Decision-support tools may also be built into the systems to guide operators through the process of performing the right actions. These tools help inexperienced persons make the right decisions while helping them learn the process. As the user gains experience, he or she no longer needs to rely on the tools, but can make rapid decisions in real time based on the information presented.
Computer-based training (CBT), delivered at the user workstation or at home after hours, provides another means of enhancing the skill level of your facility staff. Designed for self-paced, individual use, these just-in-time learning opportunities allow workers to interact with the material and check their comprehension. CBT modules are excellent reference tools as well, enabling users to review material as needed.
Online (or Web-based) learning systems provide another means of instruction that can be used in the development of intelligent knowledge workers. Online learning modules are typically accessed through the Internet, or could even be accessible through your facility's Intranet. Similar to CBT programs, lessons are available when and where the workers need them, as often as they need them. There's quite a bit of educational content available through the Internet already, with more being added almost daily.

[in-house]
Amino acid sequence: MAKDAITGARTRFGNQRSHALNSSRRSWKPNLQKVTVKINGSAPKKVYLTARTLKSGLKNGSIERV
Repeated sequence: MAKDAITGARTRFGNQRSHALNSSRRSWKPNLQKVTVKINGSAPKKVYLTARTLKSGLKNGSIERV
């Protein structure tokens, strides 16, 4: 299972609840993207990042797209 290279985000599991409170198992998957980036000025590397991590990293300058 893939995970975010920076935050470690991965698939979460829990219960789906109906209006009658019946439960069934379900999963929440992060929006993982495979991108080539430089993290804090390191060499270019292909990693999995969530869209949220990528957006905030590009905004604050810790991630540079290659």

As the bandwidth of the Internet improves, Web-based learning will more frequently incorporate the power of audio and video to expand the range and effectiveness of learning over the Internet. Facility staff will be able to select the learning location and delivery style that best suits their needs and preferences.
Online learning systems may also include support systems to enhance the course work. Discussion groups allow learners from many facilities to discuss the concepts being learned, to share ideas and to solve problems together. Working in small groups, even if they are "virtual" groups, enables participants to improve the real-world application of their learning.
And don't forget that classroom-style learning is still available. It offers many of the same benefits that it always has: a chance to get away from the demands of the workplace to really concentrate on the material, hands-on learning with a qualified instructor, and face-to-face interaction with other building operations staff.
Tomorrow's facilities will be expected to operate at optimum performance and add value to the organization's business. Advanced building automation systems can provide a productive and efficient indoor environment, but require the intelligent intervention of human systems: your people. Give them the tools they need to deliver optimal facility performance successfully for your continued business success.
The Johnson Controls Institute has eight permanent training locations worldwide, each staffed with full-time professional instructors. For more information on the Institute and its courses, call 1-800-524-8540 or visit our Web site at www.johnsoncontrols.com/cg.